Twice a week, they gather on the levee by the Mississippi to play with fire.

Some spin blazing hula hoops around their waists while others twirl flaming staffs above their heads or swing sizzling chains of fire, lighting the night sky.

Small crowds gather to watch the Baton Rouge Fire Guild.

On this fall night, Odalys Machin, 51, walks along the levee with her 15-month-old granddaughter, Danya Sarina Hernandez. Both are transfixed by the twirling flames.

“You are artists,” she tells the performers as she walks past.

“They are lighting up the city in Baton Rouge, lighting up the river,” she says.

Many of the performers have practiced fire spinning for years in friends’ backyards or at parties and festivals. Wade Cantu, 29, created the group’s Facebook page earlier this year to connect the Baton Rouge area performers.

With about 30 group members, a handful of Fire Guild members perform every Wednesday and Friday night on the levee at Florida Street, with the Capitol and downtown rising behind them.

Even as a crowd gathers, Shannon Tyndall is alone with her hula hoop ablaze.

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She spins the fire hoop around her waist and her arms, the rhythm of the hoop and the hiss of the flame mesmerizing.

“It’s exhilarating and kind of therapeutic in a way,” says Tyndall, 25. “All you can feel is the heat. And all you can hear is the flame.”

The flames rise off five Kevlar balls attached to the hoop, something you probably won’t see except at a circus or a counter-culture festival like Burning Man.

Those still learning use hoops or weighted chains called poi illuminated by bright electric lights, perfecting their moves before adding flames.

“After a while when you keep practicing, you kind of forget about everything else in the world and get lost in performance art,” says Cantu, who spins the flaming poi.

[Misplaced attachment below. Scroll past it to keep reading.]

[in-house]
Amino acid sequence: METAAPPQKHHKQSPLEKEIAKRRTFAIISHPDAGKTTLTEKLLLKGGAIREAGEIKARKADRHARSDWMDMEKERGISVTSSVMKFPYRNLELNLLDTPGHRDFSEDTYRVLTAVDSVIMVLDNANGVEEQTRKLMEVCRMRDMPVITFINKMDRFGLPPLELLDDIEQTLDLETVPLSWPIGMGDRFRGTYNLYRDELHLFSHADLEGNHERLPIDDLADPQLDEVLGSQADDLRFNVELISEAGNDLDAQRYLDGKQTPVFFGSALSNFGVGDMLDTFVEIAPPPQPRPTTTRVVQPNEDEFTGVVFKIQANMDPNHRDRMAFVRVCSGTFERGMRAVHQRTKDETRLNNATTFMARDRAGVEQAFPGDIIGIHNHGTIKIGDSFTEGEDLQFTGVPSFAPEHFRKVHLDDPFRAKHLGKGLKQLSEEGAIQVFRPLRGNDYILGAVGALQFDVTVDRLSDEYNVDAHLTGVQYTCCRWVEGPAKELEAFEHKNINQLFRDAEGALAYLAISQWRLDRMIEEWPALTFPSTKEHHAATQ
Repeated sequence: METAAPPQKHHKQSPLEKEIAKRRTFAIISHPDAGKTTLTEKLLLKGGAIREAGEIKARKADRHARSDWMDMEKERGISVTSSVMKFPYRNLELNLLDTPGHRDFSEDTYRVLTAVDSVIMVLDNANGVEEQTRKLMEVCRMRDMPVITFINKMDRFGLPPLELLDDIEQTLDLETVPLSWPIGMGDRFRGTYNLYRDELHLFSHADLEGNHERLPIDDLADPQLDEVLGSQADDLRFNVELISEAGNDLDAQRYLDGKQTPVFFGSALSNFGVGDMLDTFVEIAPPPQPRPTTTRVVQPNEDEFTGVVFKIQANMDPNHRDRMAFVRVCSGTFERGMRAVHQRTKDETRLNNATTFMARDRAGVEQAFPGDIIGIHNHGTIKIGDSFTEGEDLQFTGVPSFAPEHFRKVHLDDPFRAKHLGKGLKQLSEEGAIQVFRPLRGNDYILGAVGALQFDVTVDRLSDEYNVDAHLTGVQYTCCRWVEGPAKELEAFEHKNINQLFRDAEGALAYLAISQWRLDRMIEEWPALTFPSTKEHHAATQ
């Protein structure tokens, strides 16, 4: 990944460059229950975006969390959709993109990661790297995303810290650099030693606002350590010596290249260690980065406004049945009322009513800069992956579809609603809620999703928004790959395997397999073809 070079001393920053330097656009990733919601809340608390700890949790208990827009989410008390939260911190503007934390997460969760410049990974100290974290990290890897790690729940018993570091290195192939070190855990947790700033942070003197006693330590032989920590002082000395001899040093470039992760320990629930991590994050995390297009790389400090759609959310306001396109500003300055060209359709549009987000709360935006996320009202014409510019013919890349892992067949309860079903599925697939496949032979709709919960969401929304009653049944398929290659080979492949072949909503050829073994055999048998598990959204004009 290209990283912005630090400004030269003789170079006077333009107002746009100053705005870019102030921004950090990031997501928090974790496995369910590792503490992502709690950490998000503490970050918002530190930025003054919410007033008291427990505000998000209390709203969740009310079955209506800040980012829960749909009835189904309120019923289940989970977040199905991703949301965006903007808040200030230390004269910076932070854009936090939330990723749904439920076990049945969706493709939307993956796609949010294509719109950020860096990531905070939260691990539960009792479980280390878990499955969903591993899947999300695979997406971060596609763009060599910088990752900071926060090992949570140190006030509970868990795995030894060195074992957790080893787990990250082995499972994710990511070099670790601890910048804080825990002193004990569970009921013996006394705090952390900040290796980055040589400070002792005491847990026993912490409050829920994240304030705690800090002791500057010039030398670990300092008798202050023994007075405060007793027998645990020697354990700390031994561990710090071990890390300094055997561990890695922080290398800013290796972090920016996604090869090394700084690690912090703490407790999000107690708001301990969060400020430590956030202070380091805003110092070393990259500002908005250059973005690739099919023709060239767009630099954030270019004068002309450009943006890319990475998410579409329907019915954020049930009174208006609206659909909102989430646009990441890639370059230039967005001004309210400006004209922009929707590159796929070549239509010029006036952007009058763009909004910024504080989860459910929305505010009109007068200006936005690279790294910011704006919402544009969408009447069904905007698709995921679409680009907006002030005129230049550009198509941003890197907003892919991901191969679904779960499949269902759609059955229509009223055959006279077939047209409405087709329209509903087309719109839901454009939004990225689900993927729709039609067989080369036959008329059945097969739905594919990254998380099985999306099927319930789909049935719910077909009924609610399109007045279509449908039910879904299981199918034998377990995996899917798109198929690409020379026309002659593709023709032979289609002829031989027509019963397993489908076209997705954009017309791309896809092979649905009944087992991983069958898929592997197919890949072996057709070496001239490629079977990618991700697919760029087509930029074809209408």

When Tyndall, a marine biology student at LSU, started hula-hooping six years ago, she liked the exercise and the choreography. Four years ago, a friend introduced her to fire hoops, and she became addicted.

“You are just engulfed in the flame and it mutes everything out, it almost mutes the world out,” she says.

Tyndall says her oven has burned her more times than her hoop. But she carefully chooses her clothing. On this night she wears a flowing cotton skirt and a form-fitting pink cotton tank top. Synthetic fibers like polyester will melt, she says.

While Tyndall hoops, Cantu spins his poi, one in each hand, weaving geometric patterns.

Cantu considers the poi a type of therapy, something to help burn away the stress of the world.

Off to the side, away from the crowd, John Scott, a 25-year-old Guild member, lights up his 5-foot-long staff with flaming Kevlar wicks on each end. Flames bounce a few feet high as he throws off excess fuel.

When Scott begins twirling the staff, the heat can be felt 10 feet away. There is a slight breeze coming off the river, and Scott keeps his distance from the rest of the performers.

“You have to watch the wind,” he says later. “If the wind is picking up the flame and throwing it in one direction, I have to watch.”

He spins the staff, jumps over it and kicks it in the air like a hacky sack.

Although he only started using the fire staff last year, he has learned quickly. He was fascinated by flambeau performers he watched after the Southdowns Mardi Gras parade as a kid, and he mimics the Hawaiian and Fijian fire dancers who use a similar prop.

Scott practices daily, but not always with fire.

“Fire is a wonderful motivator, though,” he says. “It makes you stay away from it. It’s a good training tool.”